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Friday Focus - London Design Festival 2016

London Design Festival and 100% Design show how the office is transforming into something else entirely

If art holds a mirror up to nature, shouldn’t the design of the workplace hold a mirror up to the way we work? By definition, the things with which we surround ourselves should tell us something about the way we see ourselves and what we do. It should be possible to infer from the design of products what is changing in the workplace. The opportunity with shows like 100% Design, which took place at Earl’s Court this week as part of the London Design Festival, is for office specifiers, designers and buyers to come together not only to see the latest products from some of the world’s most progressive suppliers of office, domestic, retail and hospitality products but also get a sense of their customers’ concerns.

If you were to pick out a main theme at the event, it was that there is now increasingly little demarcation between the products you’ll see in an office and any other type of building. The surge in flexible working which allows people to work anywhere means that those old distinctions have washed away. One consequence is that when people can work from home, a café, a hotel or an airport lounge, the office begins to adopt many of the design idioms of those sorts of spaces. 

This manifests itself in a number of ways. At 100% Design it was evident in the products of Aircharge which provides device charging pads for offices as well food chains, hotels and public spaces such as McDonald’s, Costa, Virgin Lounges and Novotel. It was particularly evident in the Blob chairs from Sagal which were included in the Workplace section of the show but could have fitted comfortably anywhere at the show. 

Similarly, there is often an element of multi-functionality to some products that is in keeping with this new era. Swoosh by Silverline has been designed by Kalina Kalarus to combine acoustic, space division and storage functions into one.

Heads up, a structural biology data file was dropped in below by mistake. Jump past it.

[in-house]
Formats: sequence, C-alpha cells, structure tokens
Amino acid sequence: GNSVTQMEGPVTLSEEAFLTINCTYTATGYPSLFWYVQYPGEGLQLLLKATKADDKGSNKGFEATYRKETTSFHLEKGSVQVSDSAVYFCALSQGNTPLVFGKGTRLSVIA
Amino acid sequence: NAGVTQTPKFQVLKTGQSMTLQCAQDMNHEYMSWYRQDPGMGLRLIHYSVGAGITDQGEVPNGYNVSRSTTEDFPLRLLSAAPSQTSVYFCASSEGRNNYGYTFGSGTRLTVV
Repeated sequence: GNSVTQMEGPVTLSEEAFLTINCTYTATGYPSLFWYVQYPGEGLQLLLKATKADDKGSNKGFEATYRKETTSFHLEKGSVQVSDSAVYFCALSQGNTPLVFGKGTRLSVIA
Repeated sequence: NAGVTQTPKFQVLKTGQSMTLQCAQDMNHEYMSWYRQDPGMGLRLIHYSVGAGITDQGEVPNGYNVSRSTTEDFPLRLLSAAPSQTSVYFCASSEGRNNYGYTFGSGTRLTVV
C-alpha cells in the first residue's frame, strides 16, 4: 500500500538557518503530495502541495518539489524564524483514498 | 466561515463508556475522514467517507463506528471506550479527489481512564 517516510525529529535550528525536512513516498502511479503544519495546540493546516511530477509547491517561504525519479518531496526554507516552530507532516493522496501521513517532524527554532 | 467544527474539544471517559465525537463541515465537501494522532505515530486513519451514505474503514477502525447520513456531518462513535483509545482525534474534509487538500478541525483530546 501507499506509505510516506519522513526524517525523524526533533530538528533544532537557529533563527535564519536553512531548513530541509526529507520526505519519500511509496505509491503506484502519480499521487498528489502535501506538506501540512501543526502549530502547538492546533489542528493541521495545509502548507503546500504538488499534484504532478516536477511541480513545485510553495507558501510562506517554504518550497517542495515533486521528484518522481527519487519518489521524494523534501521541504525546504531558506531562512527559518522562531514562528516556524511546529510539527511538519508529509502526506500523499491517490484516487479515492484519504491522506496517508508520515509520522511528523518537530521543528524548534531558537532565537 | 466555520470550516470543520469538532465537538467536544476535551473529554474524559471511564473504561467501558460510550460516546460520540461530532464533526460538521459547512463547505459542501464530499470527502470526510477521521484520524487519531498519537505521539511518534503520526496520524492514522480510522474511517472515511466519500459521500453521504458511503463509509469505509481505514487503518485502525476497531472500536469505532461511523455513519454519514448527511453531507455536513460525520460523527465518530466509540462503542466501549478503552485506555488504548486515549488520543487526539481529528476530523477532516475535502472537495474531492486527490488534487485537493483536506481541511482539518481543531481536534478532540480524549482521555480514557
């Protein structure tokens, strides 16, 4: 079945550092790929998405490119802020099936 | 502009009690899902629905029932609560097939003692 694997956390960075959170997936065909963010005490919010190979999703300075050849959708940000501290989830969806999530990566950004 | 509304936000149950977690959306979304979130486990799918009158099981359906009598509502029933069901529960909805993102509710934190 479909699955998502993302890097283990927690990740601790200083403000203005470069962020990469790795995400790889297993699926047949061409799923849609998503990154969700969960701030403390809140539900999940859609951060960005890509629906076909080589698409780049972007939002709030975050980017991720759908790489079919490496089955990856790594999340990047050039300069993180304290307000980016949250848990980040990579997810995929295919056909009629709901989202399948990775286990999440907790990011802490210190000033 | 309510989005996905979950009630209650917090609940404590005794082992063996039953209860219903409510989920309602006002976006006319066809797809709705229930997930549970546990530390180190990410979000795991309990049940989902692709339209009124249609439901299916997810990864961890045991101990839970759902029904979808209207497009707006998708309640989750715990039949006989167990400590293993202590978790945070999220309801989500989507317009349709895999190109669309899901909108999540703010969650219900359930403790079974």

Arper meanwhile had assumed the role of providing a solution to the modern conundrum of where bloggers and journalists can go to produce reports and copy in real time at an event. They had furnished the bloggers lounge at the show, including a new edition of the Catifa 46 chair designed by Lievore Altherr Molina.

Another way for people to find some privacy in a busy space was showcased by Framery. Perhaps the most common complaint people have about their office environment is that it is noisy and distracting. So the Q Booth is a private work pod that allows people to get some peace and quiet before returning to more collaborative spaces.
One of the reasons firms are now looking to adopt such designs is as a way of not only recruiting and retaining the best staff, but encouraging them to work together in the office rather than anywhere else they might prefer. This was the subject of one of the talks at 100% Design, chaired by Rory Olcatyo of Open City, which asked ‘in the increasingly digital present, when nearly every corner of the world can be accessed through a screen, what can designers do to make spaces that demand to be experienced in the flesh?’ The session answered the question generally, but also with specific regard to the public spaces at the new Design Museum site. The answer, perhaps unsurprisingly, can be summarised with the idea that people are attracted to humane spaces and the traditional office is not always humane.
Elsewhere at the London Design Festival, Vitra made its usual splash with a pop up showroom and coworking space in Shoreditch which focussed on a design study called Stool-Tool developed with long-time collaborator Konstantin Grcic who was also the designer of the Hack table system designed for sitting, standing and relaxing. Meanwhile, at the firm’s main Clerkenwell showroom, the emphasis was on the modular Kado shelving system which Vitra is now presenting as an office solution for the first time. 

Another furniture giant pushing the envelope of design was KI which presented a collaborative project with the RCA and Imperial College to explore the ‘happy, healthy workplaces of the future’. One things for sure is that these do not appear to include traditional desks and chairs. But then that is now the way of these things. 
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